The Rays handle their goats differently from many dairy goat farmers. Their goats get to keep their horns, for one thing. Baby goats run with the herd and are bottle fed with the mother’s milk until weaning. Lactation stops naturally. The goats stay on pasture all the time, except for milking.
“We have developed our systems around the goat’s natural life. The key is keeping them healthy. We’ve had almost zero illness,” James says.
“The whole herd is about 50 goats. We usually milk 12 to 20 at a time. There are some that are pets and will never be milk goats. And we have some old ladies that are retired. We won’t get rid of them.”
They educated themselves about animal handling techniques by reading.
“We read a lot of books by people like Temple Grandin, who is very good with dealing with animals, and Jim Gerrish, who has done a lot of work with rotational grazing designs,” James says.
“We learned that being quiet and having patience with them is the biggest help to working with goats. I can walk out to the pasture and lead them right back to the milking parlor. We try to find the best solution from a goat’s perspective. We use electric poultry fence netting. It isn’t hard for them to learn how to work with it. They know the rotation, that they’re being moved to fresh grass every couple of days. I try to stay out there with them a lot.”
On their relatively small 35 acres, water availability was a problem. After the frustration of dealing with 50-gallon barrels with spigots, the Rays got a grant from USDA’s Natural Resources Conservation Service for piping to make water available for the goats throughout their rotational pastures.
The grazing system helped solve problems in the pastures. When they moved here, pastures were infested with broomsedge. Using rotational grazing let better grasses effectively compete with it. They pushed back the broomsedge and now use what’s left of it as a windbreak to shelter the goats.
“Where we’re rotational grazing is just full of nutrients and organic matter now, so we have the good grass we’re looking for. We have some briars and blackberries out there, but the goats like them, so some of them can stay. We actually mow grazing rows so the goats can get at the briar patches. It’s good for them to have some diversity in their grazing. In the winter, we take them for walks through the woods and they like that a lot,” James says.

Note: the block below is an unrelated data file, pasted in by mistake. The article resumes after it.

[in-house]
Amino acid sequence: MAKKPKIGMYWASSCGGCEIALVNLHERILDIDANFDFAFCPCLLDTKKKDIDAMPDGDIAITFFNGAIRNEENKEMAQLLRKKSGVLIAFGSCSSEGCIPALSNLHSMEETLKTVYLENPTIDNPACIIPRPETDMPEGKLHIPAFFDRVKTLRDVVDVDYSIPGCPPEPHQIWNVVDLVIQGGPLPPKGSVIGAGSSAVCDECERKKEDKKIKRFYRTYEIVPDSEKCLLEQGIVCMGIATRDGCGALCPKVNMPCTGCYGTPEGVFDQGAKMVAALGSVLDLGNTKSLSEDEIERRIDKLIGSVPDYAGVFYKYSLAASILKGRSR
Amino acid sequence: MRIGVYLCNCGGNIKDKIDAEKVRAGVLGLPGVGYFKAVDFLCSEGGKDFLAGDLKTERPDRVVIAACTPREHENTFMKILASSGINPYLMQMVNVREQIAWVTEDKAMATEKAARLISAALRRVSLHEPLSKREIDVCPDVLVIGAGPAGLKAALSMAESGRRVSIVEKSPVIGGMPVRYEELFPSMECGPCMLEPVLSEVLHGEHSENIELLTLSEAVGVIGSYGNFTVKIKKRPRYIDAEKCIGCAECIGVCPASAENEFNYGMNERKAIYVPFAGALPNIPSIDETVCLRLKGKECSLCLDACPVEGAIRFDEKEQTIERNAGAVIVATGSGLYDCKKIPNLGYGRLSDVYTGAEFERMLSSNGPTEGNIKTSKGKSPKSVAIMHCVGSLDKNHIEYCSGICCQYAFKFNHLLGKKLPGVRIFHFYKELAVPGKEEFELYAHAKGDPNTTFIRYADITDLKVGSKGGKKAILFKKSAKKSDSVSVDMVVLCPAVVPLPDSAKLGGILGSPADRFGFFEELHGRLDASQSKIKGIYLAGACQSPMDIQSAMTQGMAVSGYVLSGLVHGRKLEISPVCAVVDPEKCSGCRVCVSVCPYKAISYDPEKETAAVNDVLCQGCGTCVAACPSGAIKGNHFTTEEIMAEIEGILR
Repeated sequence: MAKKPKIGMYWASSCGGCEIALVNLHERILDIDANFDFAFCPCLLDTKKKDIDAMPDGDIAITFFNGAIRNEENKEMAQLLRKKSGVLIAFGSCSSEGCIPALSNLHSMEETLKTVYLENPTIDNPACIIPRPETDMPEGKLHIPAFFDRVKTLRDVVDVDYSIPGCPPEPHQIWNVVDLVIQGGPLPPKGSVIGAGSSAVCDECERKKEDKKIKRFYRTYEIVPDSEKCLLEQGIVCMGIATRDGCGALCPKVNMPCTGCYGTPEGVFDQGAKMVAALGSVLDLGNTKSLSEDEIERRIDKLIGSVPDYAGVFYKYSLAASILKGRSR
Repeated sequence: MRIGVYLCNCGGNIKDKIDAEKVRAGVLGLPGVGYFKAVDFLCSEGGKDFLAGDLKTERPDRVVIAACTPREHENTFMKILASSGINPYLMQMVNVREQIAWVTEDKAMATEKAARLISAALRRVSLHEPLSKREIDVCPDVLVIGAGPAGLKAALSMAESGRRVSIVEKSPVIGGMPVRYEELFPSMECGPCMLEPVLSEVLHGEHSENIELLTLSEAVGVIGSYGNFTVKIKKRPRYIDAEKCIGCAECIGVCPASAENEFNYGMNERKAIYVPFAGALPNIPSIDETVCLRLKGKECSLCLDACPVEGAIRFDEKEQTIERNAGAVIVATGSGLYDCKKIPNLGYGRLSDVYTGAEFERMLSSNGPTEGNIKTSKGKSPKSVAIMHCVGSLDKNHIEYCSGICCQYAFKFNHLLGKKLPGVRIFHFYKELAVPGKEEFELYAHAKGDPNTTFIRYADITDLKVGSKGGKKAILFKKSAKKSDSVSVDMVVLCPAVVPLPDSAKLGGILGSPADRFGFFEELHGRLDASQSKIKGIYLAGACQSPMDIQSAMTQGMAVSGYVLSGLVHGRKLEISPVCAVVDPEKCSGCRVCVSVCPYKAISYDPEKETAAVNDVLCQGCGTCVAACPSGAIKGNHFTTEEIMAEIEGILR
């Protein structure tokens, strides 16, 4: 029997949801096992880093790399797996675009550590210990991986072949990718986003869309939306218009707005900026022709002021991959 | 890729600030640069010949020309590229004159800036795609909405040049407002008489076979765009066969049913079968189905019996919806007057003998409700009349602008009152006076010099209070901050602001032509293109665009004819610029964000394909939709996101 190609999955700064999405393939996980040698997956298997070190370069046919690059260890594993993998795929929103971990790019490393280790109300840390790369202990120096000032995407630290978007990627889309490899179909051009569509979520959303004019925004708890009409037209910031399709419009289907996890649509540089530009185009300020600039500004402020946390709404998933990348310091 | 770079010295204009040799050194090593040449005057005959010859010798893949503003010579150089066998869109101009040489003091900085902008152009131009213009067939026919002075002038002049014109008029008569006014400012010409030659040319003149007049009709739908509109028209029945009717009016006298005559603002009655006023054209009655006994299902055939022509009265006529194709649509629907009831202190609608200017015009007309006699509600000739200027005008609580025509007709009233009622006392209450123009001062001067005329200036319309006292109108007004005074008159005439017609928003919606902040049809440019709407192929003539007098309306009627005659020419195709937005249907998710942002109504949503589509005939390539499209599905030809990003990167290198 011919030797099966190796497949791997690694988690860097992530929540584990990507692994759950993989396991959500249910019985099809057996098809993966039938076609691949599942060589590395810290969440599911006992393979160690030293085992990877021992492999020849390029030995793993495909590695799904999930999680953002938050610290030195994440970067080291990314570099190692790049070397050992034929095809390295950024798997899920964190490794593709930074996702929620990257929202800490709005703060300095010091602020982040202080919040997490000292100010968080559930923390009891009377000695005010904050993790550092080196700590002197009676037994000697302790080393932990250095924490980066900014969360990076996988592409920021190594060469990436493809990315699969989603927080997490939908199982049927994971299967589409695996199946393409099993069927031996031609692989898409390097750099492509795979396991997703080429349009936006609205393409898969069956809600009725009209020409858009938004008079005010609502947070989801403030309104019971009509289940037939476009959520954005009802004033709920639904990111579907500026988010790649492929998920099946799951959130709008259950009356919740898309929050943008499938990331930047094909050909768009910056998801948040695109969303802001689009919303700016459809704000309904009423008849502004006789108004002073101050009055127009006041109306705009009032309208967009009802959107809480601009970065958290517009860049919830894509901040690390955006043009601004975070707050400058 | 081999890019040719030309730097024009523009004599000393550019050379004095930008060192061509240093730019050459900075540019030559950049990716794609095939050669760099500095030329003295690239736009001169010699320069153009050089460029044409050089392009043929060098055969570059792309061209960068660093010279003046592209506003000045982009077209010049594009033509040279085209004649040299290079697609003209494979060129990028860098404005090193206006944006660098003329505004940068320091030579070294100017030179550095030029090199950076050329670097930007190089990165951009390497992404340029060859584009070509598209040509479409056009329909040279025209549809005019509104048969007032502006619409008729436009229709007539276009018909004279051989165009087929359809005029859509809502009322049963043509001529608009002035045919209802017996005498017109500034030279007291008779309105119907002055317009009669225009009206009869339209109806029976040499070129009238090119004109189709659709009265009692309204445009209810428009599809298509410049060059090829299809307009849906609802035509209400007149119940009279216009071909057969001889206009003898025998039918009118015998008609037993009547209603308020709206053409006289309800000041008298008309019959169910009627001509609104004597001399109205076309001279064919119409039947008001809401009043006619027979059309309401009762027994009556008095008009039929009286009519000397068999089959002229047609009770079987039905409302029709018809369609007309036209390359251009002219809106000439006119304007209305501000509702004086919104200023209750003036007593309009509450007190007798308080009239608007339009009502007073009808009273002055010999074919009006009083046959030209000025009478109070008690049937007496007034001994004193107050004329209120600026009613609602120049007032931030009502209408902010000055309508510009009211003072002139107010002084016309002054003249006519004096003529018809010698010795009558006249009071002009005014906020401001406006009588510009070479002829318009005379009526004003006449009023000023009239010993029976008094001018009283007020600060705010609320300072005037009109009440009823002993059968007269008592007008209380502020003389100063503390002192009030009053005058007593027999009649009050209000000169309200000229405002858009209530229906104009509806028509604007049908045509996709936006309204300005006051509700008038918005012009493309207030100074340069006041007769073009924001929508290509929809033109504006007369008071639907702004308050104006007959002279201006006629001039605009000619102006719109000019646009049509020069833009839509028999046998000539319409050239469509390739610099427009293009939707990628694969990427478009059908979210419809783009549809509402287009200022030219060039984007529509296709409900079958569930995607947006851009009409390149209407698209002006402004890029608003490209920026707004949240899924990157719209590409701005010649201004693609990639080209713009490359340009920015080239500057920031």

Eileen walks the farm looking for herbs and new ingredients for their products. She stays busy developing new products based on various natural scents. Bar soap remains their core product. They have 17 types of it, at last count. But they work to find new products all the time. Eileen experimented for two years to develop a natural deodorant due to James’ adverse reactions to ones they bought. Now their deodorant cream is a big seller.
“That’s how we tend to do things. We wonder what would happen if we tried something, and we test it on ourselves. Then we know for sure how it works. We had hand problems from milking in the winter. Our hands would bleed and crack. We created a hand balm and tweaked it until we got what we wanted. Now it’s a top five product. That’s how we’ve always done it,” Eileen says.
Not only do they draw from their own experiences, they pay attention to customers’ comments, too. “We get requests for things like shampoo and conditioner, so we pay attention to that. If it’s something we need and can’t find on the market, maybe we’ll see what we can develop,” she says.
The Rays’ life on the farm, though hectic, fulfills them beyond what they could have imagined when moving to Tennessee six years ago. Now they’re enjoying it with a 5-year-old son and a 2-1/2-year-old daughter.
In addition to being sold online on their own website as well as Target’s site, their products are available in about 60 Kroger stores in Tennessee, Mississippi, and Alabama. They partnered with Nashville’s Jackalope Brewing Company to make a beer soap and are working on a bourbon soap.
“Moving here was a great thing for us. It’s a very good life for a family,” James says.
“We provide jobs, too. Our products are made by hand by people who care,” Eileen says.